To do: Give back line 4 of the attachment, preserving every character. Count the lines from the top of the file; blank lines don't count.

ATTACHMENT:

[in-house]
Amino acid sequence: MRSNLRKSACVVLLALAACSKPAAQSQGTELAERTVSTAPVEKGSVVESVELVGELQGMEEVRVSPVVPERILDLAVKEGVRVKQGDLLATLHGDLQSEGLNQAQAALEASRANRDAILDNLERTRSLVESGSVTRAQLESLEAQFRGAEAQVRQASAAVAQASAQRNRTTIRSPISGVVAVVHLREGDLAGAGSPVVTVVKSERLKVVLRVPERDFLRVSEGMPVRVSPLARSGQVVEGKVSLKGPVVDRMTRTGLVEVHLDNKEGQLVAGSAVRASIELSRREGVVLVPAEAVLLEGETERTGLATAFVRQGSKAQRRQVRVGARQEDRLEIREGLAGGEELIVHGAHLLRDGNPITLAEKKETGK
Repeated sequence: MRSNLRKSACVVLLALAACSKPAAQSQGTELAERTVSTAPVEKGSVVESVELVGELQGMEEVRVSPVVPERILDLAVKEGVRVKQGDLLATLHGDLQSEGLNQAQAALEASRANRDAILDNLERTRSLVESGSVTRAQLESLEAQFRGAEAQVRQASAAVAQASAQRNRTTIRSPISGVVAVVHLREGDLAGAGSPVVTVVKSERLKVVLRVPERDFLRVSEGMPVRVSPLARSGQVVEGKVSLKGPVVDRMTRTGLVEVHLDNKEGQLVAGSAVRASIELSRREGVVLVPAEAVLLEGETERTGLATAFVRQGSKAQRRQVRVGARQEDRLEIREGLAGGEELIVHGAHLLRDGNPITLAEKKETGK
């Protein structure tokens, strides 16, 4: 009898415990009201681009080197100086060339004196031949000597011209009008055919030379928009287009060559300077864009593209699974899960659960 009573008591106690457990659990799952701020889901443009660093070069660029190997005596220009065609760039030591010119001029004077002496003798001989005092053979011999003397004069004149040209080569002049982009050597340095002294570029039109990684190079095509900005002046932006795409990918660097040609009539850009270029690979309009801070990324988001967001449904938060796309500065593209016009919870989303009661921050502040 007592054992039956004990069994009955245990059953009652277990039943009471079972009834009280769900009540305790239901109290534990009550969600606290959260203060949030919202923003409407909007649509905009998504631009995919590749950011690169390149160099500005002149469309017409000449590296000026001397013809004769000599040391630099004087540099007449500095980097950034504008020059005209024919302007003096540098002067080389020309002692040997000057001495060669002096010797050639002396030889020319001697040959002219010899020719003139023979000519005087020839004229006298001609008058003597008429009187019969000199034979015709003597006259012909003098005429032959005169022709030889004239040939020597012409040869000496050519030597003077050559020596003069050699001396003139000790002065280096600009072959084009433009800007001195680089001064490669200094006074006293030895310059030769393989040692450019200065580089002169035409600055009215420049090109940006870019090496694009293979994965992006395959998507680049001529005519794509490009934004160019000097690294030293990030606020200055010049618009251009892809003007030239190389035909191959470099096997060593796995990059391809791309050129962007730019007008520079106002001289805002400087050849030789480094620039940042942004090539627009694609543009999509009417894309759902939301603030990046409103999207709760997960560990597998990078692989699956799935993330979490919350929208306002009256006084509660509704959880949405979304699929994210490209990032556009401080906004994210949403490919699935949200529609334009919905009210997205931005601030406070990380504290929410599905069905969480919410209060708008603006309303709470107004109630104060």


């Protein structure tokens, strides 16, 4: 009898415990009201681009080197100086060339004196031949000597011209009008055919030379928009287009060559300077864009593209699974899960659960 009573008591106690457990659990799952701020889901443009660093070069660029190997005596220009065609760039030591010119001029004077002496003798001989005092053979011999003397004069004149040209080569002049982009050597340095002294570029039109990684190079095509900005002046932006795409990918660097040609009539850009270029690979309009801070990324988001967001449904938060796309500065593209016009919870989303009661921050502040 007592054992039956004990069994009955245990059953009652277990039943009471079972009834009280769900009540305790239901109290534990009550969600606290959260203060949030919202923003409407909007649509905009998504631009995919590749950011690169390149160099500005002149469309017409000449590296000026001397013809004769000599040391630099004087540099007449500095980097950034504008020059005209024919302007003096540098002067080389020309002692040997000057001495060669002096010797050639002396030889020319001697040959002219010899020719003139023979000519005087020839004229006298001609008058003597008429009187019969000199034979015709003597006259012909003098005429032959005169022709030889004239040939020597012409040869000496050519030597003077050559020596003069050699001396003139000790002065280096600009072959084009433009800007001195680089001064490669200094006074006293030895310059030769393989040692450019200065580089002169035409600055009215420049090109940006870019090496694009293979994965992006395959998507680049001529005519794509490009934004160019000097690294030293990030606020200055010049618009251009892809003007030239190389035909191959470099096997060593796995990059391809791309050129962007730019007008520079106002001289805002400087050849030789480094620039940042942004090539627009694609543009999509009417894309759902939301603030990046409103999207709760997960560990597998990078692989699956799935993330979490919350929208306002009256006084509660509704959880949405979304699929994210490209990032556009401080906004994210949403490919699935949200529609334009919905009210997205931005601030406070990380504290929410599905069905969480919410209060708008603006309303709470107004109630104060």